Ministère de la Santé et des Services sociaux

World Health Organization

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Jean-François Boudreault
Partner | Human resources consulting

Teleworking is inevitable for many organizations in this period of reorganization due to COVID-19. Here are some best practices to implement for ensuring a successful transition.

We are experiencing an exceptional situation due to the spread of the coronavirus and, in order to contribute to maintaining the health and safety of all, many organizations are opting to telework. These new work habits require some adjustments, and entrepreneurs and managers must take several factors into consideration.

Reaping the benefits of teleworking

If you are still hesitant or doubtful about this necessary change, you should know that there are many benefits to telework and, if you adapt your management methods judiciously to this new practice, you will be able to take advantage of them. Among the recognized advantages, you will find:

  • Better productivity due to reduced travel time and more flexible schedule management;
  • Greater employee engagement through reduced stress and improved quality of life;
  • A decrease in absenteeism;
  • Reduced long-term costs for the organization.

Assessing the nature of the work

Obviously, not all jobs lend them themselves to telework. You may need to re-evaluate certain roles and, in some cases, provide additional equipment to ensure that everything goes smoothly. Proceed in stages:

  • Identify individual tasks that are more intellectual in nature;
  • Validate the computer systems used as well as the technology recommended by the organization, such as the speed of the internet connection and access to a secure internal network;
  • If your organization has a union, involve it in the process;
  • Plan for flexibility and other benefits for employees who will not be able to telework.

Offseting the disadvantages

This change may cause some discomfort, including more difficult access to resources, professional isolation and lack of direct contact with one’s team. In addition, it can become difficult to draw the line between one’s personal and professional life.

It is also necessary to ensure that the technological equipment used at home makes it possible for operations to function properly and preserves the security and confidentiality of the organization’s data.

Your managers and employees will need coaching and training in order to function well in such a context.

Stayin in touch with your teams

  • Provide regular updates by conference call with your team members;
  • Enquire about their well-being and cultivate interpersonal relationships;
  • Use all the technologies at your disposal to follow up and support your staff’s needs in the performance of their tasks.

Maintaining data confidentiality

  • Transmit information technology (IT) instructions well;
  • Remind your employees and business partners of the rules they must follow;
  • Ensure secure access to the necessary platforms;
  • If necessary, provide additional equipment to ensure that productivity is maintained in complete security;
  • Validate insurance coverage for the equipment provided.

Setting objectives to be achieved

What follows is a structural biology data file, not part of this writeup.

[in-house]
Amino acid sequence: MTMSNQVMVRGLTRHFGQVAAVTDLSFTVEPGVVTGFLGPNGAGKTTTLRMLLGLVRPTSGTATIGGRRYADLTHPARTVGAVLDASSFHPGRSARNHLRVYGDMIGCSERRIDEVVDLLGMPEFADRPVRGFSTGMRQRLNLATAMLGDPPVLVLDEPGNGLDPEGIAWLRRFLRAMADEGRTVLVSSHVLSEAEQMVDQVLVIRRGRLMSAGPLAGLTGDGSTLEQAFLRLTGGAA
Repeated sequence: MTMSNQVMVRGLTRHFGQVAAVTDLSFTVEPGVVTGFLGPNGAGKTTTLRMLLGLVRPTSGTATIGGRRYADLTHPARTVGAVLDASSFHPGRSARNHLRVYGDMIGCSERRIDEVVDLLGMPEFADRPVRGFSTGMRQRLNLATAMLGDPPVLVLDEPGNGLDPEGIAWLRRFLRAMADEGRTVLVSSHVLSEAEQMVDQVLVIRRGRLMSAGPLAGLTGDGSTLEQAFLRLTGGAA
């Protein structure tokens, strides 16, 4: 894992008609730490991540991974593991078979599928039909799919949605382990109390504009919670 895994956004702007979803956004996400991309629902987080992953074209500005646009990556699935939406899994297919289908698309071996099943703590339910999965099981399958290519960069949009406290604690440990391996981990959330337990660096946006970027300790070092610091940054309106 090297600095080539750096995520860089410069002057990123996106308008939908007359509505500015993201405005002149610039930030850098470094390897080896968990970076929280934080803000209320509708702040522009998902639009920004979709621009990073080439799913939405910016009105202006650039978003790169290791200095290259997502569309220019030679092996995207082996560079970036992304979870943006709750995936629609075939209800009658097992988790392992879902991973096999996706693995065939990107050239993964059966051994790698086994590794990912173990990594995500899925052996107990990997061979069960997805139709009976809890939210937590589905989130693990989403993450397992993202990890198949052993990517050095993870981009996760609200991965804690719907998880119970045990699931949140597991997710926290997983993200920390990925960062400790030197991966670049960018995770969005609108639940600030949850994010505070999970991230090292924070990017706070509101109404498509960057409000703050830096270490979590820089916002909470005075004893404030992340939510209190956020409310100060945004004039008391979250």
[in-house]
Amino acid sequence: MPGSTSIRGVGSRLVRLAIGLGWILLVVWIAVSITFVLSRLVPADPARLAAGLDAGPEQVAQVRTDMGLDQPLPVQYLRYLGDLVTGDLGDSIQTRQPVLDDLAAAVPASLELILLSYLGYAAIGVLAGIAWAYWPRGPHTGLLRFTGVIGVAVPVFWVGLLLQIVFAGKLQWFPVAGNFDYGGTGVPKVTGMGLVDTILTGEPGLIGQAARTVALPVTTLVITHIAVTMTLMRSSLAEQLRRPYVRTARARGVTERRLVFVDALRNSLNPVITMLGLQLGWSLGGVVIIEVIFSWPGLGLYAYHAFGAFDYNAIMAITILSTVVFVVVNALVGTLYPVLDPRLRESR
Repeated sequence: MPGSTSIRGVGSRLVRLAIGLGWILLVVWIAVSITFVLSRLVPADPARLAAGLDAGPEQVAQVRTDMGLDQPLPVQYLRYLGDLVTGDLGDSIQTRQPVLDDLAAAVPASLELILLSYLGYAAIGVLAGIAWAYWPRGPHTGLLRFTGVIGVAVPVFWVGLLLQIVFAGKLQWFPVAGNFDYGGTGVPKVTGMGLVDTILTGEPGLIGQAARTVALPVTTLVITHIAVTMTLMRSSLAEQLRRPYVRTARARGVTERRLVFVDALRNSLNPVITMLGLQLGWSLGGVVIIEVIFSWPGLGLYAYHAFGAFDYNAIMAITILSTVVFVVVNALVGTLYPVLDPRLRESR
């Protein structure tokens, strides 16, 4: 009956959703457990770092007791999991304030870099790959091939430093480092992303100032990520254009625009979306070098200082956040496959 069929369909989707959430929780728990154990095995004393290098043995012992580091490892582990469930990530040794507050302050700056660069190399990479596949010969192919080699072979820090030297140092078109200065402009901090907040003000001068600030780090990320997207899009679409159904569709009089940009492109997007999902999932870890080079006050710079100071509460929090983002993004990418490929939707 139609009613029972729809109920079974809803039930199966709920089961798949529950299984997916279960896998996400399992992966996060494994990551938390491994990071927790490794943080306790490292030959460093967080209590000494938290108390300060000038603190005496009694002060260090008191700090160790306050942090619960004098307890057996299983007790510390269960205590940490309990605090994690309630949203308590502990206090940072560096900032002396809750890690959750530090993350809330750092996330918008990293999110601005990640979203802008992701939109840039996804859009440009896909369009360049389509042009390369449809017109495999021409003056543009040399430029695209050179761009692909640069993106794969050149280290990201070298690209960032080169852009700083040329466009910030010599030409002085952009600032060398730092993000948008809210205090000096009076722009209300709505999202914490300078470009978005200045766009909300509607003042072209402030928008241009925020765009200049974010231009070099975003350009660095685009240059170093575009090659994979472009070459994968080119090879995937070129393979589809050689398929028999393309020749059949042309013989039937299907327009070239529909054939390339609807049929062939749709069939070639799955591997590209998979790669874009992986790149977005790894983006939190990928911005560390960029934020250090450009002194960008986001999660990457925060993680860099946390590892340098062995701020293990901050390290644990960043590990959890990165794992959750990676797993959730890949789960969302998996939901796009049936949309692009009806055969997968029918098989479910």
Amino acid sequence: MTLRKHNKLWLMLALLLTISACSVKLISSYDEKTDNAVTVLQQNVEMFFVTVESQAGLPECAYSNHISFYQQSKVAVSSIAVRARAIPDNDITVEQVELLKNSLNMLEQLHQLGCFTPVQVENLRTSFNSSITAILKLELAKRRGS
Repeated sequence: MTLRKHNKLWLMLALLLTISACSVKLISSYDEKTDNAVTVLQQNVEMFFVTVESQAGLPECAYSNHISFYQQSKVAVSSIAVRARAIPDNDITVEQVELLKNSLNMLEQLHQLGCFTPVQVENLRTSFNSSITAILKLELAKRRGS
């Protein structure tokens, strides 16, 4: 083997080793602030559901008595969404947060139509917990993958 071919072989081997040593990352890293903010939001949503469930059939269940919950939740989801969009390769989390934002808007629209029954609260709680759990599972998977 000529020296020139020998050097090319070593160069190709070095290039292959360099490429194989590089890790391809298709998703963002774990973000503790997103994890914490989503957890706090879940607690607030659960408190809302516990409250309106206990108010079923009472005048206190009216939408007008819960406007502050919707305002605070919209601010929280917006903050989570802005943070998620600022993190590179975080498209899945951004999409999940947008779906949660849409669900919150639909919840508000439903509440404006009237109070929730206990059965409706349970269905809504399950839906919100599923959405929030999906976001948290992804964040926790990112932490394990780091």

• If this is not already the case, ask your employees to provide you with timesheets to better track the hours spent on different tasks;
  • Measure the progress of the work by objectives to be achieved;
  • Reinforce the bond of trust with your employees;
  • Define a team operating mode and work routine (frequency of virtual meetings, prioritization of tasks and objectives, expectations of each person, etc.);
  • Ensure proper communication and that everyone understands the work to be accomplished;
  • Be flexible and adapt to circumstances as necessary to better achieve objectives.

Remember that, as an employer, you are responsible for ensuring the health and safety of your workers, even when their workplace is at home. It is to your advantage to have a written policy in place regarding health and safety in the home workplace.

Our experts can advise you and provide you with all the necessary support in order to better equip you for this unexpected situation. Teleworking can be an effective and beneficial solution if you set everything in motion for its success.

This article was written with the collaboration of Katy Langlais, Manager of Human Resources Consulting.

16 Mar 2020  |  Written by :

Jean-François Boudreault is a partner at Raymond Chabot Grant Thornton. He is your expert in human...

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On March 10, 2020, Finance Minister Ernie Steeves tabled New Brunswick’s 2020-21 budget.

The budget projects a $92.4 million surplus in 2020-21 and sees the province’s net debt decrease futher.

The net debt is currently estimated at $13.9 billion, and is expected to decline by $129.3 million in 2020-21.

The estimates provided in Budget 2020 show that the province projects a surplus of $97.7 million for the 2019-20 fiscal year, an improvement of $74.6 over the $23.1 million surplus projected for the same fiscal year in the previous budget.

Tax measures

No changes to the corporate tax rates, or the $500,000 small business limit, are proposed.

Sales and excise taxes

Budget 2020 proposes no changes to the current 15% HST rate, which is composed of a federal component of 5% and a provincial component of 10%.

The gasoline tax will decrease by 4.63 cents/L from 15.5 cents/L to 10.87 cents/L.

The motive fuel (diesel) tax will also decrease by 6.05 cents/L from 21.5 cents/L to 15.45 cents/L.

Provincial property taxes

New Brunswick’s provincial property tax rates will begin decreasing over a four-year period from 2021 to 2024.

Consult our document below for more details.